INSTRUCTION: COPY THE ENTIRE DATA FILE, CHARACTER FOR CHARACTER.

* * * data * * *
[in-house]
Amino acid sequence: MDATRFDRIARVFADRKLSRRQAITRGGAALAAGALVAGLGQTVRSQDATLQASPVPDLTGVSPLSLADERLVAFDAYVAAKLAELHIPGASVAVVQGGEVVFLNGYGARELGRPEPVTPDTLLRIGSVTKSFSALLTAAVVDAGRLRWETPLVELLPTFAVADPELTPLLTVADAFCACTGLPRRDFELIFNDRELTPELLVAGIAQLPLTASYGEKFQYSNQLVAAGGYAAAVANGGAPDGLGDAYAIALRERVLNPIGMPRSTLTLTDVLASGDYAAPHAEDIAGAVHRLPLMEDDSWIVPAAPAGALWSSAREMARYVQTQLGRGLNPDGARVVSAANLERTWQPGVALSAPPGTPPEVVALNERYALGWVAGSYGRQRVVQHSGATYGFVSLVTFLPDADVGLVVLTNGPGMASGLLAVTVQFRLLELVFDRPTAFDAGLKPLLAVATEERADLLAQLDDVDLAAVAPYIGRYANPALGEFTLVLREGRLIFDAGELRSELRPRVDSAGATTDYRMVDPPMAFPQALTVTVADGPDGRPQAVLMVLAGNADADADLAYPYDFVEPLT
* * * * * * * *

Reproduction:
[in-house]
Amino acid sequence: MDATRFDRIARVFADRKLSRRQAITRGGAALAAGALVAGLGQTVRSQDATLQASPVPDLTGVSPLSLADERLVAFDAYVAAKLAELHIPGASVAVVQGGEVVFLNGYGARELGRPEPVTPDTLLRIGSVTKSFSALLTAAVVDAGRLRWETPLVELLPTFAVADPELTPLLTVADAFCACTGLPRRDFELIFNDRELTPELLVAGIAQLPLTASYGEKFQYSNQLVAAGGYAAAVANGGAPDGLGDAYAIALRERVLNPIGMPRSTLTLTDVLASGDYAAPHAEDIAGAVHRLPLMEDDSWIVPAAPAGALWSSAREMARYVQTQLGRGLNPDGARVVSAANLERTWQPGVALSAPPGTPPEVVALNERYALGWVAGSYGRQRVVQHSGATYGFVSLVTFLPDADVGLVVLTNGPGMASGLLAVTVQFRLLELVFDRPTAFDAGLKPLLAVATEERADLLAQLDDVDLAAVAPYIGRYANPALGEFTLVLREGRLIFDAGELRSELRPRVDSAGATTDYRMVDPPMAFPQALTVTVADGPDGRPQAVLMVLAGNADADADLAYPYDFVEPLT